Anyway the point I am trying to make to counterbalance your wonderfully simple infographic, is that I don't think anyone actually struggles to learn languages. I think people just fall in love with them, and that how good they are at them is a simple function of how long they have been in love. I think that would make a much nicer graph.
thanks :-) in fact, I think I might be going back and forth on that confidence thing... One second I'm "My Spanish is so freakin' good, I understand everything" and the next one (usually watching a movie or eavesdropping...) I'm "I suck. I suck, I suck, I suck and I'll never be able to understand everything." :-)
Where did the chart come from? It's very fun!
I'm in that second phase. But, I'm also practicing a lot less these days. (I used to do 500pts a day. Now i'm getting a little above or below 100.) Time for me to spend more time practicing! :D
PS The graph is very visually pleasing to me, with the low stim colors and the rounded wave-like curves. I might save a copy just to look at while I'm going through the morning 40, in case any notifications set me particularly on edge. :)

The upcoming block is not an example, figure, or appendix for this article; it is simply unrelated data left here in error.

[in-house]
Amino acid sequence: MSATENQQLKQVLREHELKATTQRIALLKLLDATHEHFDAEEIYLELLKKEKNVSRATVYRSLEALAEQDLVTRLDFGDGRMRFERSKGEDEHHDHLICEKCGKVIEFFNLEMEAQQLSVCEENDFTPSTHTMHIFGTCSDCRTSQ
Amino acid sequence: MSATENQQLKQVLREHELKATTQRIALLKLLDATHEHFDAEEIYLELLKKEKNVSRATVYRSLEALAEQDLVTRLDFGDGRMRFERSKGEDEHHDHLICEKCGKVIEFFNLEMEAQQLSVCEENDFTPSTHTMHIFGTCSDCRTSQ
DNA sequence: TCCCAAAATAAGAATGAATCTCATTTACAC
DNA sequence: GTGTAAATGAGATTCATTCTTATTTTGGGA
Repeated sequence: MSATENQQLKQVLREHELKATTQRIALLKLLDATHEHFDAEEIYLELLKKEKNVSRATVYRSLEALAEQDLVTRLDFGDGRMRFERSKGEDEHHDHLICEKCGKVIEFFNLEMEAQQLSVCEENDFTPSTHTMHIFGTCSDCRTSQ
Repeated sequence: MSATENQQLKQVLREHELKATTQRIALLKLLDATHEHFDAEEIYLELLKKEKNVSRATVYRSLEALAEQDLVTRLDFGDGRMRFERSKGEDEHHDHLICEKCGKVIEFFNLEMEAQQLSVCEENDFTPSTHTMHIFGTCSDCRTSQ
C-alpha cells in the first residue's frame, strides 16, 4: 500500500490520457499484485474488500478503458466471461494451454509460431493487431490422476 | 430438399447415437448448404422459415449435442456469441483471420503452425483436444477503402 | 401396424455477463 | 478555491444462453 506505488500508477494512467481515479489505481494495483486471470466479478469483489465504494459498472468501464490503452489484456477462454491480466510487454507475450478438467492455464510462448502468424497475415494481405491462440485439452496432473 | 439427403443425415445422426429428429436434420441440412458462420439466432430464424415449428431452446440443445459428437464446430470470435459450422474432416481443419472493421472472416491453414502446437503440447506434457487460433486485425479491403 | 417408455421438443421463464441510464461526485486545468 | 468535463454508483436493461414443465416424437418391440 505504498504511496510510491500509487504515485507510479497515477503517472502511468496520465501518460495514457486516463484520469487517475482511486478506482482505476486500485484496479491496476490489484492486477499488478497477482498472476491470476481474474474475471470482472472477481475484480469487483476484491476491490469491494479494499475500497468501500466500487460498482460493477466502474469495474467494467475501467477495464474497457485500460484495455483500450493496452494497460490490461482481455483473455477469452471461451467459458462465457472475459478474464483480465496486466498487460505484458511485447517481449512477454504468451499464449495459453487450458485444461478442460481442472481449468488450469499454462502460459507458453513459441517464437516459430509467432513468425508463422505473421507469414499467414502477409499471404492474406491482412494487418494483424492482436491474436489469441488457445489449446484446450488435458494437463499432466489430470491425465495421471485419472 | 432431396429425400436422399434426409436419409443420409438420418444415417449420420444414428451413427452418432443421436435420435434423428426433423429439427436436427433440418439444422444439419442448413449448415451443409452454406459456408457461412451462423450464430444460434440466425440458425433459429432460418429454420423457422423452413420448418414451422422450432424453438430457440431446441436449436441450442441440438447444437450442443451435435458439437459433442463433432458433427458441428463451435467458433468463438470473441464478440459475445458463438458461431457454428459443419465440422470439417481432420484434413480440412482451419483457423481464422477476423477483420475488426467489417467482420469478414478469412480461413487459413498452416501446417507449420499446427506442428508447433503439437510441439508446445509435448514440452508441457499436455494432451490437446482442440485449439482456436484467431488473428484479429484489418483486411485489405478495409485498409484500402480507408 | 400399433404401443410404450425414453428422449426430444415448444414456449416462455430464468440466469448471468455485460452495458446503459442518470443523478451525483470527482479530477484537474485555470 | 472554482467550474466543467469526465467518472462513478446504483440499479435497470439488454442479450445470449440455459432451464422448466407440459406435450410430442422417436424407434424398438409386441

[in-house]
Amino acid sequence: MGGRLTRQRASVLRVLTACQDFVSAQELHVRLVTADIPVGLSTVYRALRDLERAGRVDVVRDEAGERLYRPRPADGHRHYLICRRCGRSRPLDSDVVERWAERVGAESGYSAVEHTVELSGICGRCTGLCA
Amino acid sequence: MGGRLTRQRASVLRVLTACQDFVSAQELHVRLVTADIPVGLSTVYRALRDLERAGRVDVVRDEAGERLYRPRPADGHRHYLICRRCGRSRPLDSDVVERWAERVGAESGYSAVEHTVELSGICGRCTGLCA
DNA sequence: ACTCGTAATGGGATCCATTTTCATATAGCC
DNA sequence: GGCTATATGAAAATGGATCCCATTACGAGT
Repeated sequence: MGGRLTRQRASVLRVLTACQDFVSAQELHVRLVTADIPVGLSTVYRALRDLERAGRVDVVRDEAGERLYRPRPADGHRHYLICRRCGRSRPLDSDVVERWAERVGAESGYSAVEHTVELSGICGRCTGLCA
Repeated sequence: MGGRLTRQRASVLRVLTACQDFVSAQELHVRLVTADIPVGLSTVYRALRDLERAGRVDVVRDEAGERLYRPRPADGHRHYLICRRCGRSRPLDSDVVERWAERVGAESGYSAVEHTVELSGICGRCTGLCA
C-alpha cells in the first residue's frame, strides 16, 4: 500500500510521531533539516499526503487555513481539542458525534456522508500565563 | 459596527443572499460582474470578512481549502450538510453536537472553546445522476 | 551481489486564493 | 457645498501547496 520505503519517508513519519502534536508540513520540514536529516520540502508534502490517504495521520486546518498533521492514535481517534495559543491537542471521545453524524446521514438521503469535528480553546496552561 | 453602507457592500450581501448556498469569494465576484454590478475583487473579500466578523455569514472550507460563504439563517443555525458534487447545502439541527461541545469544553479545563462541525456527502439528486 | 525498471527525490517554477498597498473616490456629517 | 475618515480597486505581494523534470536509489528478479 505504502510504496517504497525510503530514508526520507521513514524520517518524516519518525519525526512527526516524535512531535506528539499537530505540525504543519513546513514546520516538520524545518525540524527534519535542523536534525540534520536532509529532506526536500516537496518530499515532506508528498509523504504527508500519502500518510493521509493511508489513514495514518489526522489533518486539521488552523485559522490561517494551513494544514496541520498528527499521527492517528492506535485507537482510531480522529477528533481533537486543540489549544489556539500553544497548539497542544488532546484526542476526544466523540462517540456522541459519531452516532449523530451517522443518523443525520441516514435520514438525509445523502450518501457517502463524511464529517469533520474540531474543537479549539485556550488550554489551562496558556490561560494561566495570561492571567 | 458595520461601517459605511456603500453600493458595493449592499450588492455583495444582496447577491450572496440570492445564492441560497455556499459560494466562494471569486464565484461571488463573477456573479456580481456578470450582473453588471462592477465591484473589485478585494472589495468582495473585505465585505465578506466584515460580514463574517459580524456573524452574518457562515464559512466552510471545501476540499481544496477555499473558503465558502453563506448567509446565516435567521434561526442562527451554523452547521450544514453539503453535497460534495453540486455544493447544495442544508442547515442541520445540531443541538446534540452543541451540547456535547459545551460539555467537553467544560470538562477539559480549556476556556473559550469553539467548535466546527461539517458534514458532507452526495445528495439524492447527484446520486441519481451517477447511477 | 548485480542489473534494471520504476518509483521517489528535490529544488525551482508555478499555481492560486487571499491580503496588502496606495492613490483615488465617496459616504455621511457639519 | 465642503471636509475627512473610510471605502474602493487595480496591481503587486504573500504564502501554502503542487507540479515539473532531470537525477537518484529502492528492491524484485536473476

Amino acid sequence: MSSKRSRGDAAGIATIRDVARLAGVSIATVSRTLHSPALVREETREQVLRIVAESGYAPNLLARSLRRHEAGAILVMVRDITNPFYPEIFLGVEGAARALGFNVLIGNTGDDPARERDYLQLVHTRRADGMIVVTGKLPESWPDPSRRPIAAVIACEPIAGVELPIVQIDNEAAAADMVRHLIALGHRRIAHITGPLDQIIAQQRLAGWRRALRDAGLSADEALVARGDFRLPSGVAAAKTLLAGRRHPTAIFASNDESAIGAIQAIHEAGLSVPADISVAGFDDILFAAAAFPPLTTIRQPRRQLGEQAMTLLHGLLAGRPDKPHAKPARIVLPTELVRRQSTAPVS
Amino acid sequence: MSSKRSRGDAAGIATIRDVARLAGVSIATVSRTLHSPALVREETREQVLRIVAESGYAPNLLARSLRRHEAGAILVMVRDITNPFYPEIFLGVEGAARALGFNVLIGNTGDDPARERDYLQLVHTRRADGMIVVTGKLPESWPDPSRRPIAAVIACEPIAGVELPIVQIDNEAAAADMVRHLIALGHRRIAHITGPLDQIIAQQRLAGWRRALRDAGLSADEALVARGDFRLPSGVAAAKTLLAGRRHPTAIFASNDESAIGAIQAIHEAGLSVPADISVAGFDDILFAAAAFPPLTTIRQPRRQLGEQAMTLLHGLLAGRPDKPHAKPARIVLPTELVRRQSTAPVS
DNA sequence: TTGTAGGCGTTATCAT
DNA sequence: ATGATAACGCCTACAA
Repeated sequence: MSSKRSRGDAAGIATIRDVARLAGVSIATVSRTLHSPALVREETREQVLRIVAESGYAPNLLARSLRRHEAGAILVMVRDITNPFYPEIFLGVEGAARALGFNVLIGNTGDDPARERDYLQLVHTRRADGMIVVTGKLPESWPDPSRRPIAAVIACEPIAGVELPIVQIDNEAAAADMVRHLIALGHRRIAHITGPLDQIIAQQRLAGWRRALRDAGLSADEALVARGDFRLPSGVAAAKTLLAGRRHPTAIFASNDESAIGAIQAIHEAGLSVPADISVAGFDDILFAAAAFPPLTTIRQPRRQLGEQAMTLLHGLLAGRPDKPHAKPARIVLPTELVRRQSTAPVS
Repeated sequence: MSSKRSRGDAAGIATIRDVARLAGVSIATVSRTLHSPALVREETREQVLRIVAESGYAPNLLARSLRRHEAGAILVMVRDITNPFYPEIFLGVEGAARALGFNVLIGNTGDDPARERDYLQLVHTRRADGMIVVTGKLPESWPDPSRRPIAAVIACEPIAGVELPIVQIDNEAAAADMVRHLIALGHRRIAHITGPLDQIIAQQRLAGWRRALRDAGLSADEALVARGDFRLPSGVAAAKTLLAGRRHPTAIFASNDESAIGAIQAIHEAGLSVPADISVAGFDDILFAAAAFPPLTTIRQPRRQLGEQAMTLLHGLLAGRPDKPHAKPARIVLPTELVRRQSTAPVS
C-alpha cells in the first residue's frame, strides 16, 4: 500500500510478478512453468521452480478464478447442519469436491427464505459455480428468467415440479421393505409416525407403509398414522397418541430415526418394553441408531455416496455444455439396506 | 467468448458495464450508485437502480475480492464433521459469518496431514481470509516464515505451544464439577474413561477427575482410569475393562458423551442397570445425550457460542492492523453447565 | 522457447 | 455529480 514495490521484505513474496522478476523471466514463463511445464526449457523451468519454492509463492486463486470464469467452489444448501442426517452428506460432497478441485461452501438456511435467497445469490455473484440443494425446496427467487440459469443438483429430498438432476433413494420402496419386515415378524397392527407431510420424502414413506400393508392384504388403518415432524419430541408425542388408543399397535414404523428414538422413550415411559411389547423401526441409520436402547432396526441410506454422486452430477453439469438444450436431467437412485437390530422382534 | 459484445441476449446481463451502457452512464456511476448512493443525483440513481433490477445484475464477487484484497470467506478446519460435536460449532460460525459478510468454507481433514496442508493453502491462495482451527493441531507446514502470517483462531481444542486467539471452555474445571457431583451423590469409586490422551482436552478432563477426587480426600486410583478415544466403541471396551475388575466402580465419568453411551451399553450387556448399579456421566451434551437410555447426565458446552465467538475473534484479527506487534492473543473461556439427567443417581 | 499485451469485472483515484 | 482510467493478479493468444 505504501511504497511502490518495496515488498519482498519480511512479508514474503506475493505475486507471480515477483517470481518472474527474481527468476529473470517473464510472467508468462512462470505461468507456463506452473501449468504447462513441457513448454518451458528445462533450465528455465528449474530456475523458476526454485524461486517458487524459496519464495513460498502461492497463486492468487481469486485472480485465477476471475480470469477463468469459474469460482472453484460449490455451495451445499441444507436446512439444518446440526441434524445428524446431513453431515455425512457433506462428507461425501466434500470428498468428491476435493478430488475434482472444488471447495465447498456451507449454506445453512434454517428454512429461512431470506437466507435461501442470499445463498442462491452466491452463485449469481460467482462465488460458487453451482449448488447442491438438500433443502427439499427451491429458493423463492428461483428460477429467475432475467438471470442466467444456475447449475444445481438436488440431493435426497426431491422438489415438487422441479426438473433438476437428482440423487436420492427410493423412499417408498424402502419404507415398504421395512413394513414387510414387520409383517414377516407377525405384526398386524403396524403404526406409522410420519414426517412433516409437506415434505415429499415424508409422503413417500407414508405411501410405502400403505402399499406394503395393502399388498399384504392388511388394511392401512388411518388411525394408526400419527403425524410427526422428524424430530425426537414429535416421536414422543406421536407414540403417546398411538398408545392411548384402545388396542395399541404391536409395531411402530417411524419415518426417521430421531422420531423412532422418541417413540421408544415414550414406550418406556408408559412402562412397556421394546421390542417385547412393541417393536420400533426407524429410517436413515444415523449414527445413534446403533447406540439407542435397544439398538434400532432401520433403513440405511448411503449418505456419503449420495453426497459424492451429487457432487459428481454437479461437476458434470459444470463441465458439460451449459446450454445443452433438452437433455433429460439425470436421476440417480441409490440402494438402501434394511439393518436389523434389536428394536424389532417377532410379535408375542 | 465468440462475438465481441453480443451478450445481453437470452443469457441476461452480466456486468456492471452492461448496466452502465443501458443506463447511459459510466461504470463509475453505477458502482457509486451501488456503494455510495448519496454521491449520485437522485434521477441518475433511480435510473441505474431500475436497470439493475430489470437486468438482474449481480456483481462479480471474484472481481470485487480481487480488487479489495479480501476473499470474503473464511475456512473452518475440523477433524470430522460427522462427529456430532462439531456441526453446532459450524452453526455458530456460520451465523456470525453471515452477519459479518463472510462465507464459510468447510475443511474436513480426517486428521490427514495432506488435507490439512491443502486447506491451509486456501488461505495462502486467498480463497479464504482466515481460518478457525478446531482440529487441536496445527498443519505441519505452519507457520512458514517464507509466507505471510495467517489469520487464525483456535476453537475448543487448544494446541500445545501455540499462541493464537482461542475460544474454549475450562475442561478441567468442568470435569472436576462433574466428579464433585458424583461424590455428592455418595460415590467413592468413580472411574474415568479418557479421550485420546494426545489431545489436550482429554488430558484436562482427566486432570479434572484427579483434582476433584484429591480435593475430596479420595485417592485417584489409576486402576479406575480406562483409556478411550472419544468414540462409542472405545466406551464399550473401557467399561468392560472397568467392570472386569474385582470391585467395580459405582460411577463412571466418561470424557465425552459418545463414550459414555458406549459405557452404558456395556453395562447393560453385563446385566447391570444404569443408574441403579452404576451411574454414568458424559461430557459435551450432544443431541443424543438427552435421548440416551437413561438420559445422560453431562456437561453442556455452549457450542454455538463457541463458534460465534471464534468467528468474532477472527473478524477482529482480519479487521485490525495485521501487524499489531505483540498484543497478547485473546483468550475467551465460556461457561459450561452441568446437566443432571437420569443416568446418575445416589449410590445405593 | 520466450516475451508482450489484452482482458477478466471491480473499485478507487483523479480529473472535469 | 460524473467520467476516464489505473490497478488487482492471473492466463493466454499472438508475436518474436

I think the graph is probably an accurate representation for many people, but I too watched tv/(tried to) read books before I ever attempted conservation. But that may just be lack of people to practice language with and my overall low-language confidence level.
(I am a 'from scratch' learner - pre-duolingo, I hadn't even taken a Spanish lesson, ever)
It's just general, don't take it too specifically. It just depends on what you practice. For example my Spanish and French background knowledge is pretty solid, so I read a lot of books in those languages and it's not too hard, but when I meet actual speakers I find it difficult to talk with them. It just depends on the skills you practice.
Wow, this is cool! Thanks! :) As for me, with Italian I think I'm over the "first movie/book" part, and my self-confidence has been recovering since.
As for my other language, Japanese, I'm afraid my green curve has reached the minimum, where the two lines meet for the first time...
I'm way past the first movie and the first book in Spanish, and my confidence had recovered; but then I downloaded some Spanish comedies, with people using a lot of slang (I guess, I don't understand everything, but they say "Joder" and "Ostia" a lot) and my self-confidence started drowning again.
When i started learning another language it was with the intention that i wanted to experience other books/films in their native language.